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Wiretapping and the Fourth Amendment 1 | 2 | 3 | 4 | 5
Seattle bootlegger Roy Olmstead, cartoon concerning Katz versus the U.S.
Olmstead v. United States

In Olmstead v. United States, Chief Justice William Howard Taft wrote the decision for a 5-4 majority, finding that evidence obtained by wiretaps was admissible in trials against criminal defendants. Taft reasoned that the wiretaps did not violate the Fifth Amendment's privilege against self-incrimination because the accused were not forced or coerced into their conversation. Additionally, Taft indicated that the wiretaps in question were not in violation of the Fourth Amendment's protection against unreasonable search and seizure because, according to Taft, wiretapping did not constitute a seizure.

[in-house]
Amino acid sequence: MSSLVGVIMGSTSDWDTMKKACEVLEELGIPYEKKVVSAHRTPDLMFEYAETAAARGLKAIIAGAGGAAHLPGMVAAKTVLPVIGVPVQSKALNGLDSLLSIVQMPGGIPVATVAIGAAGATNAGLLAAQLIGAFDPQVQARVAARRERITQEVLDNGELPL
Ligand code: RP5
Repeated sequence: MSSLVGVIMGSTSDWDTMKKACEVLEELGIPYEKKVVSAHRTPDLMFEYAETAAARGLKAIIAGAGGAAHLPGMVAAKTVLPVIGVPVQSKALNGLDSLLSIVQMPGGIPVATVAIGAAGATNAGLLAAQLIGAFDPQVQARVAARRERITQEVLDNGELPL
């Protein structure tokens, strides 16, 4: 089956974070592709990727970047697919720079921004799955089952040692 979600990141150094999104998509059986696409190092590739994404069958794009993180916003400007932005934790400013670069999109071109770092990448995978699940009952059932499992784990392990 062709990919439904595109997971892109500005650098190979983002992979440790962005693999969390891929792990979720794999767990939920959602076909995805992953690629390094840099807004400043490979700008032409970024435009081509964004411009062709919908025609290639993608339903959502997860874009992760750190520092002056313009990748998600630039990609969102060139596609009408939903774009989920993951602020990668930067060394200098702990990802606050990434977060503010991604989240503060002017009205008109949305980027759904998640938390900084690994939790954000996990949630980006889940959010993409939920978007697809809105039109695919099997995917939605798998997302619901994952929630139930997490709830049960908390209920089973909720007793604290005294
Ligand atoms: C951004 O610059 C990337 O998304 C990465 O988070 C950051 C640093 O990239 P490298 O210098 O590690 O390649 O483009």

Photographic Portrait of Chief Justice William Howard Taft
"A standard which would forbid the reception of evidence, if obtained by other than nice ethical conduct by government officials, would make society suffer and give criminals greater immunity than has been known heretofore." -- Chief Justice William Howard Taft

Katz v. United States

Less than 50 years after the Court decision in Olmstead, in part due to the advancements in technologies that made wiretapping a greater issue, Justice Potter Stewart, writing for a 7-1 majority, found that the government had violated the defendant's Fourth Amendment right against unreasonable search and seizure by wiretapping. The Court discarded Taft's reasoning and instead looked to whether the defendant had a reasonable expectation of privacy to determine whether there had been an unreasonable seizure in violation of the Fourth Amendment. If the defendant had a reasonable expectation of privacy, then the government was obligated to obtain a search warrant before wiretapping.

Photographic Portrait of Justice Potter Stewart
"Wherever a man may be, he is entitled to know that he will remain free from unreasonable searches.and seizures. The government agents here ignored 'the procedure of antecedent justification ... that is central to the Fourth Amendment,' a procedure that we hold to be a constitutional precondition of the kind of electronic surveillance involved in this case." -- Justice Potter Stewart